Some of the more common technical questions:
1.Does the property require a full or partial domestic fire sprinkler suppression system?
BS 9251 states that (other than some small exceptions) sprinkler protection should be provided in all parts of the building except bathrooms below 5m² and cupboards with a floor area less than 2m². However, relaxations to this are frequently granted by the BCO. Because these relaxations to BS 9251 are at the discretion of the BCO it is difficult for us to offer anything more than general advise based on empirical evidence. It is therefore very important to find out what level of protection is required from the BCO as early as possible.
2. What type of water supply will be required?
Water company’s policies on domestic and residential fire sprinkler supplies vary considerably and our experience in this matter enables us to provide advice based on current trends. As a rule of thumb however, it is unusual to be able to incorporate an existing water supply into a retro-fit domestic fire sprinkler system because of the high flow rates that these systems require. Generally, the choice is between a new water supply and a storage system. The cost of a fire sprinkler storage system often compares favourably with the cost and disruption involved in providing a new supply for a retrofit installation. Most domestic fire sprinkler systems for new build properties can be run direct from the town mains supply providing that provision has been made sufficiently early in the build process.
3. Why can’t the sprinkler system be fed from our existing mains water supply?
A fire sprinkler system requires a large quantity of water with a certain amount of pressure behind it referred to as dynamic pressure. A normal mains stop cock is designed to restrict the flow of water when there is a sudden demand like a burst water pipe. When this feature of a normal domestic supply is combined with a domestic meter which also restricts large flows of water it follows that a normal domestic water supply will most likely be unsuitable for a fire sprinkler system unless it had been designed for this purpose when the supply was installed
4. At what point do I instruct a Fire Sprinkler contractor?
The sprinkler system design will need to be submitted to the Building Control Officer prior to the installation and we advise our customers to obtain confirmation in writing to any deviations to the British Standard BS9251 that have been granted by the BCO. Generally, the fire sprinkler installation company prefers to commence their 1st fix before any other trades.
5. At what point in the build does the Fire Sprinkler Installation start?
The installation follows the same process as any plumbing or electrical work. There is a first fix, a second fix and a commissioning stage. Because of the high flow rates associated with domestic fire sprinkler systems, the pipe work can be marginally larger than normal plumbing pipe sizes and an American ‘fire proof plastic’ system is widely used throughout the UK in preference to copper.
6. For a storage system: how much water do I need to store and what do the water tanks weigh?
Most domestic systems require around 1000 litres weighing around 1 tonne. If tanks are placed in the loft, coffin water tanks can be utilised which spread the load over a number of joists. These tanks often fit quite comfortably in the space created between rafters and ashlar walls.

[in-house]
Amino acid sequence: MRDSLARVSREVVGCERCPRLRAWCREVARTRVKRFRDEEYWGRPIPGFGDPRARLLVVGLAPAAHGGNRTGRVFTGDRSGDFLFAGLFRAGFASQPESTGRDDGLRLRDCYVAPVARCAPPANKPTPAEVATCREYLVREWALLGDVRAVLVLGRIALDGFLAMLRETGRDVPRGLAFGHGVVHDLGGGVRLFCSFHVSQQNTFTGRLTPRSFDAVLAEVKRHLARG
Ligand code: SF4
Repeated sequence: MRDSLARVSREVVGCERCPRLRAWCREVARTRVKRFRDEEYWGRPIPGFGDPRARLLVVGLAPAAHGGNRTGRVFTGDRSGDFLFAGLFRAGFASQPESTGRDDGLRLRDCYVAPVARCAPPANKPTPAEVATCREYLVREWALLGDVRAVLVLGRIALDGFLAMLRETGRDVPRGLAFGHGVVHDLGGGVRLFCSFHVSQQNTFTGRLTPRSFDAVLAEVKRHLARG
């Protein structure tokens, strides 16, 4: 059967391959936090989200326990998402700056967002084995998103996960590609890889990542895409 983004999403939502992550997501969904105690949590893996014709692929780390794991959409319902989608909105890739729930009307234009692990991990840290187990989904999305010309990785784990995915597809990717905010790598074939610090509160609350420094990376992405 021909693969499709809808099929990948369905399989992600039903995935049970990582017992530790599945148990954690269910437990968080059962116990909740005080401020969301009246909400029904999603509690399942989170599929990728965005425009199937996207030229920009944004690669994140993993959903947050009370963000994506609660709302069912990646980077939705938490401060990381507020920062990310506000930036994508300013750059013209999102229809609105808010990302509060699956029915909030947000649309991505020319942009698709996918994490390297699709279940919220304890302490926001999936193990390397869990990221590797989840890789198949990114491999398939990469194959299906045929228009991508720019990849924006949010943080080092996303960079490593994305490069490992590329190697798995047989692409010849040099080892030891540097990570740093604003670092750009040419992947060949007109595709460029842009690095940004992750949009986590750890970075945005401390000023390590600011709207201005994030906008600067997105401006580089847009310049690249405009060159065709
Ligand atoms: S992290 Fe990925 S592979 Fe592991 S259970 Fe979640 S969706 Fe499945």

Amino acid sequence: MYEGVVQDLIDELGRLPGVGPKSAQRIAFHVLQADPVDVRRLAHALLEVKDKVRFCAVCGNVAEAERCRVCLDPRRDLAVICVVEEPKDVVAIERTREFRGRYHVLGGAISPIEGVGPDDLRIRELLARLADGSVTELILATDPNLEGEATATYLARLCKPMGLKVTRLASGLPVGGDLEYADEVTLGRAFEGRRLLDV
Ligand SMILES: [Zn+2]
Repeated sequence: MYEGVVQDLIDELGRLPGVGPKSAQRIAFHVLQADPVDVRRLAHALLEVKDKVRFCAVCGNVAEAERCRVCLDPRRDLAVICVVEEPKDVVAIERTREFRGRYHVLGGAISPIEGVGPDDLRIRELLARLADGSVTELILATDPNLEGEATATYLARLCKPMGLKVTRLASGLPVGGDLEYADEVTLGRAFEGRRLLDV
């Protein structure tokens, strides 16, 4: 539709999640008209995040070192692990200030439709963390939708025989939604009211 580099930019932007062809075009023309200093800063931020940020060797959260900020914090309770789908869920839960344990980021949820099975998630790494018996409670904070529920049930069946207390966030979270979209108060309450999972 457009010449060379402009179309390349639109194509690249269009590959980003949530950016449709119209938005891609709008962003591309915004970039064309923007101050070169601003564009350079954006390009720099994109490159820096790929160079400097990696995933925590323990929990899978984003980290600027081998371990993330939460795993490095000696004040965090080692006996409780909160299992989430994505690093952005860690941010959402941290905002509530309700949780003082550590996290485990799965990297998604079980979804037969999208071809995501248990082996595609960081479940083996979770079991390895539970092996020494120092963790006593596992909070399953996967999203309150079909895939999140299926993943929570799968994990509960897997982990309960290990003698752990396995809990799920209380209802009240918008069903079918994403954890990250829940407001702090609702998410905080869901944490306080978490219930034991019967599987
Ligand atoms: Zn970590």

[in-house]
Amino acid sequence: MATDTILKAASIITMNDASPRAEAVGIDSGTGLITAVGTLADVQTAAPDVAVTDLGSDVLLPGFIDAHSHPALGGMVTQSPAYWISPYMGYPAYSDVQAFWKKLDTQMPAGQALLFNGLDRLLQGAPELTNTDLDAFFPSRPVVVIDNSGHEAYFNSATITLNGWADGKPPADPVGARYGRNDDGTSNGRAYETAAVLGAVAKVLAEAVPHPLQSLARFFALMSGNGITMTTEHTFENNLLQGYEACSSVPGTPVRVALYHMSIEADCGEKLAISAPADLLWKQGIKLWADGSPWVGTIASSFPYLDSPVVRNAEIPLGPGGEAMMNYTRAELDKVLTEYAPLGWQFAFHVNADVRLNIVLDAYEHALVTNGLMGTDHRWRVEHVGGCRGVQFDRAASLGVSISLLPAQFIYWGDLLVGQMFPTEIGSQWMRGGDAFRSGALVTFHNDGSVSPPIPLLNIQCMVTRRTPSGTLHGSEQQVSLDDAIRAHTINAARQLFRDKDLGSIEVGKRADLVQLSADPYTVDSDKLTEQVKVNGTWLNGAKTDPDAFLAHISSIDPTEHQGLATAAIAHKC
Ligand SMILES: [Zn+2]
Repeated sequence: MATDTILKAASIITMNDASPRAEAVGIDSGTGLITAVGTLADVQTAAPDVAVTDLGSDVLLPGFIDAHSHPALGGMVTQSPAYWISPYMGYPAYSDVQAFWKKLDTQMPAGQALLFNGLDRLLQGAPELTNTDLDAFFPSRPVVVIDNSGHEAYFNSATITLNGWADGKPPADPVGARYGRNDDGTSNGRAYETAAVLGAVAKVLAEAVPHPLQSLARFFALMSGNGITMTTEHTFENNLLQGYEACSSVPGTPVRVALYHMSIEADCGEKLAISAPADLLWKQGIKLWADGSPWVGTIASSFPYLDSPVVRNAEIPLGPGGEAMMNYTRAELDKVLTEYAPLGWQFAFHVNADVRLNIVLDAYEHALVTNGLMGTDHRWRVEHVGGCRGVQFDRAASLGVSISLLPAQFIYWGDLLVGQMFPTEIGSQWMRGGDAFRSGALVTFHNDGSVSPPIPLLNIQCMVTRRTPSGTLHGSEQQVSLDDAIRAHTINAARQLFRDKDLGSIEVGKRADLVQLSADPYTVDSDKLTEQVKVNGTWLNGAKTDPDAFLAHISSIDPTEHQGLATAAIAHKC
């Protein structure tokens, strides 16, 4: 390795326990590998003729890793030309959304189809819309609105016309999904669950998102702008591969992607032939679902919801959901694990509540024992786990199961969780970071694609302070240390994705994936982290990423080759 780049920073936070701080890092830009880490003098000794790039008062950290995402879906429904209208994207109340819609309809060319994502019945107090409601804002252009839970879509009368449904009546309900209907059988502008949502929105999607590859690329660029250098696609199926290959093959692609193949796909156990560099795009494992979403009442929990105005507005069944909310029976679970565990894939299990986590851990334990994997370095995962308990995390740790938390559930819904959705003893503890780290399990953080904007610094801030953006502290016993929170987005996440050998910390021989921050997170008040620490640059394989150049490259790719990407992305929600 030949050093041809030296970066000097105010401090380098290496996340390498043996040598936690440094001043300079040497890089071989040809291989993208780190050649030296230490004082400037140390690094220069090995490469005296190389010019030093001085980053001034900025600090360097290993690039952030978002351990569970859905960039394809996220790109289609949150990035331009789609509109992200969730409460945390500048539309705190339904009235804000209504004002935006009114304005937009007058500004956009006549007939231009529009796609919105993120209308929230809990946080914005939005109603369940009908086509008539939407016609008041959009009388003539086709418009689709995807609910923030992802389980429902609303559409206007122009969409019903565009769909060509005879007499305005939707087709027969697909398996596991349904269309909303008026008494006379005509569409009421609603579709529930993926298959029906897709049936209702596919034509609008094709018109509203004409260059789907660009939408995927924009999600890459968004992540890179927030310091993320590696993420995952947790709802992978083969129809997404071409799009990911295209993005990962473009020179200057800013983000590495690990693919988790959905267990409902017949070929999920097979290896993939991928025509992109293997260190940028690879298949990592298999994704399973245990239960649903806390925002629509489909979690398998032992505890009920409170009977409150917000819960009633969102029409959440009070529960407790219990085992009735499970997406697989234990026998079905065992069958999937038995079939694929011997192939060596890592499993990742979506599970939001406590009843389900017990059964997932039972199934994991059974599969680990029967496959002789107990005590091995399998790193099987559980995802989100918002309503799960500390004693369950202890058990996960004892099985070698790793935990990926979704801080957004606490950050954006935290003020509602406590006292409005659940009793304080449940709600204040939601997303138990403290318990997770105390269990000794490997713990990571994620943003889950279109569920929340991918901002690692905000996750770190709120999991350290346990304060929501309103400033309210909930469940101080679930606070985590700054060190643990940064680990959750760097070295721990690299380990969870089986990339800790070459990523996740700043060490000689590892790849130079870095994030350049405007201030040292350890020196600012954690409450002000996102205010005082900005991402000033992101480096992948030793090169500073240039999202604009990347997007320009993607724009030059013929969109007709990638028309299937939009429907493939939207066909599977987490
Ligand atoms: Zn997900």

7. Is the pipework flexible?
The pipe work used in Domestic and Residential fire sprinkler systems is normally a flame proof cpvc system. Although this is marginally more flexible than copper, straight runs are
8. How big is the pipework and can it be concealed?
Most flame proof cpvc pipe work in domestic premises has an external diameter of either 28mm or 35mm. Often the route up through a house is similar to the route of the soil stack. When the pipe work runs at right angles to joists the joists themselves will be drilled on the centre line in a position between 0.25 and 0.4 of the joist span.
8. Will all of the sprinklers go off at once?
No, each sprinkler is a self contained heat detector that will only operate once a predetermined temperature has been achieved. This means only the heads in the immediate vicinity will operate in the event of a fire and not the whole building.
9. How do sprinkler heads work?
A sprinkler head is a temperature-controlled valve that opens, to release a spray of water, when the heat-sensitive element reaches a specific temperature. Under normal conditions in temperate climates, a rating of 68°C or 74°C will be suitable. However, sprinkler heads with an operating temperature range from 57°C to 230°C are available when required.
10. Can the BS 9251 be used in car parks?
No, BS 9251 is intended only for use in residential and domestic premises. The more serious hazard of a car park requires a greater application of water through an increased design density/volume of water discharged. This system should be designed to be BS EN 12845: 2009.
11. Will the sprinkler system need to be maintained?
Most modern sprinkler systems require very little maintenance to keep them running smoothly all year around. Systems are usually check twice a year to make sure they are functioning as they should be. Checking the pumps on a weekly or monthly basis yourself will help to maintain and improve the longevity of your system.
12. Do sprinklers create more damage the fire brigade would?
Most sprinkler heads will discharge around 35 to 100 litres of water per minute; however, this depends on the type of system. Sprinklers will activate once a certain temperature has been achieved. No fire brigade in the country can act as quickly as a sprinkler system can. Fire crews will usually pump around 1000-3000 litres of water per minutes into a property. This means that automatic fire suppression systems are likely to cause less damage than the fire brigade would.